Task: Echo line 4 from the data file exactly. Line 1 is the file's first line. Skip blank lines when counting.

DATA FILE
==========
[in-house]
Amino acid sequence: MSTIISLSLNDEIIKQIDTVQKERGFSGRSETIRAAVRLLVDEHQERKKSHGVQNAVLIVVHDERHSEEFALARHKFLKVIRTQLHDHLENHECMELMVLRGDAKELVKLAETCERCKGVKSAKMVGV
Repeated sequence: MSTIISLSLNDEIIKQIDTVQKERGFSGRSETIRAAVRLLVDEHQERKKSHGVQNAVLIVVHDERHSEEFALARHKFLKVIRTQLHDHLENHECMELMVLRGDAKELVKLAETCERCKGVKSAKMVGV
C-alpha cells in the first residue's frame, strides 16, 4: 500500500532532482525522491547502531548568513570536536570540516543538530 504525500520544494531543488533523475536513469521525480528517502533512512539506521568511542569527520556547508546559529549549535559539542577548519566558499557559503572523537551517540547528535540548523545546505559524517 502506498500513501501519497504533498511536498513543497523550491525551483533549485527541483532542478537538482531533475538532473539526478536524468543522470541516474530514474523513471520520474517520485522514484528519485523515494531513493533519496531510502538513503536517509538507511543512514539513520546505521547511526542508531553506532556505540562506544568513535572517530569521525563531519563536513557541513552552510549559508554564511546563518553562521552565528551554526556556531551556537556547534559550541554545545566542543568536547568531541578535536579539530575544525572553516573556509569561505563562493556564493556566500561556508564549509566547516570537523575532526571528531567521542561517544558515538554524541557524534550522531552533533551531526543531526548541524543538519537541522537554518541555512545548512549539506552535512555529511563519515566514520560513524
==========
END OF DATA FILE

C-alpha cells in the first residue's frame, strides 16, 4: 500500500532532482525522491547502531548568513570536536570540516543538530 504525500520544494531543488533523475536513469521525480528517502533512512539506521568511542569527520556547508546559529549549535559539542577548519566558499557559503572523537551517540547528535540548523545546505559524517 502506498500513501501519497504533498511536498513543497523550491525551483533549485527541483532542478537538482531533475538532473539526478536524468543522470541516474530514474523513471520520474517520485522514484528519485523515494531513493533519496531510502538513503536517509538507511543512514539513520546505521547511526542508531553506532556505540562506544568513535572517530569521525563531519563536513557541513552552510549559508554564511546563518553562521552565528551554526556556531551556537556547534559550541554545545566542543568536547568531541578535536579539530575544525572553516573556509569561505563562493556564493556566500561556508564549509566547516570537523575532526571528531567521542561517544558515538554524541557524534550522531552533533551531526543531526548541524543538519537541522537554518541555512545548512549539506552535512555529511563519515566514520560513524